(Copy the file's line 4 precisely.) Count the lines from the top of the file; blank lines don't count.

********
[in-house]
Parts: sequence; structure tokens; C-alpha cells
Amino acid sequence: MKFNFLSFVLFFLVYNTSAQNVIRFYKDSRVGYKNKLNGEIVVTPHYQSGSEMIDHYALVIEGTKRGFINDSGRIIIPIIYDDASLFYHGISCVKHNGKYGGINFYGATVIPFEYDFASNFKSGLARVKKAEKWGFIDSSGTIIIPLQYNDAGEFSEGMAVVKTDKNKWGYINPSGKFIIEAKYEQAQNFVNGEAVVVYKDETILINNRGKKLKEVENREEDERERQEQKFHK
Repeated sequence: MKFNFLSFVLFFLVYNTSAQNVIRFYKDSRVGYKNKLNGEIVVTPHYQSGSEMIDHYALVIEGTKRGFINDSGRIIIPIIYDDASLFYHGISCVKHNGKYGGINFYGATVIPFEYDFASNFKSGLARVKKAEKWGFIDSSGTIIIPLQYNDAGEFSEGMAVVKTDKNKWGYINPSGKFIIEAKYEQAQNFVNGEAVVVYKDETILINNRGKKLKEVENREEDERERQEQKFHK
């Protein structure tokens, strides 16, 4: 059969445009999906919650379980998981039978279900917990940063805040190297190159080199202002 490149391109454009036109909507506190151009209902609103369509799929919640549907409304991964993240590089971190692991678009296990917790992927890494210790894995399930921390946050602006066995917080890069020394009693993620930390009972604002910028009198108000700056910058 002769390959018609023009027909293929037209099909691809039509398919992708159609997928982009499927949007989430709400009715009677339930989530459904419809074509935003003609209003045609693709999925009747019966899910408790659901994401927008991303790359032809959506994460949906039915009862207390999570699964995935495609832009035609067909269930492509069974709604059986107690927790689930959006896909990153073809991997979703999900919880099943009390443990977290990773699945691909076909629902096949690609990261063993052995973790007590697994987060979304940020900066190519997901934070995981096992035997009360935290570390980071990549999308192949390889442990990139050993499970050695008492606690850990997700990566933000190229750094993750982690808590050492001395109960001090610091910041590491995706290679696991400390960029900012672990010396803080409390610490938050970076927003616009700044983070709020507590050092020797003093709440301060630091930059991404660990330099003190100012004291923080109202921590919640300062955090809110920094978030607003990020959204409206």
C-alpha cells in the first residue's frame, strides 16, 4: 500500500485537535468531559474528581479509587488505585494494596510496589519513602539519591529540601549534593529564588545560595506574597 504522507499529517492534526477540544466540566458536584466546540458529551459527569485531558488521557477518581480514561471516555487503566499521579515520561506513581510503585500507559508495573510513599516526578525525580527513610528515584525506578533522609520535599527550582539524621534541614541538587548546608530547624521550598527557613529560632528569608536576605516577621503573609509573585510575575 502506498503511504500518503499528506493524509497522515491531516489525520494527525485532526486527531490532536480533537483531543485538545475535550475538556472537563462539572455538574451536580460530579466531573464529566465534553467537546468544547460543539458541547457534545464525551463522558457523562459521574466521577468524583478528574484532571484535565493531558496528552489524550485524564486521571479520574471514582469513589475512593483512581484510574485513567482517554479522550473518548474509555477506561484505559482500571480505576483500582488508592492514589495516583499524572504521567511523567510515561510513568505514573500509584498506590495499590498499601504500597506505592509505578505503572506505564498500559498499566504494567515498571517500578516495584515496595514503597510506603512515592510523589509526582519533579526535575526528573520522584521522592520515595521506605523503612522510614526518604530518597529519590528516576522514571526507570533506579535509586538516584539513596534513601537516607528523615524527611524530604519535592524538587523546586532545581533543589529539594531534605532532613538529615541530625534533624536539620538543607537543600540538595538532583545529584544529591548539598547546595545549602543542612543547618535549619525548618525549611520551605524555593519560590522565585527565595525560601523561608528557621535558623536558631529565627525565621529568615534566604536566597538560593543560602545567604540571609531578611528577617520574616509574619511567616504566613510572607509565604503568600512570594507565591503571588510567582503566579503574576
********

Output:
Repeated sequence: MKFNFLSFVLFFLVYNTSAQNVIRFYKDSRVGYKNKLNGEIVVTPHYQSGSEMIDHYALVIEGTKRGFINDSGRIIIPIIYDDASLFYHGISCVKHNGKYGGINFYGATVIPFEYDFASNFKSGLARVKKAEKWGFIDSSGTIIIPLQYNDAGEFSEGMAVVKTDKNKWGYINPSGKFIIEAKYEQAQNFVNGEAVVVYKDETILINNRGKKLKEVENREEDERERQEQKFHK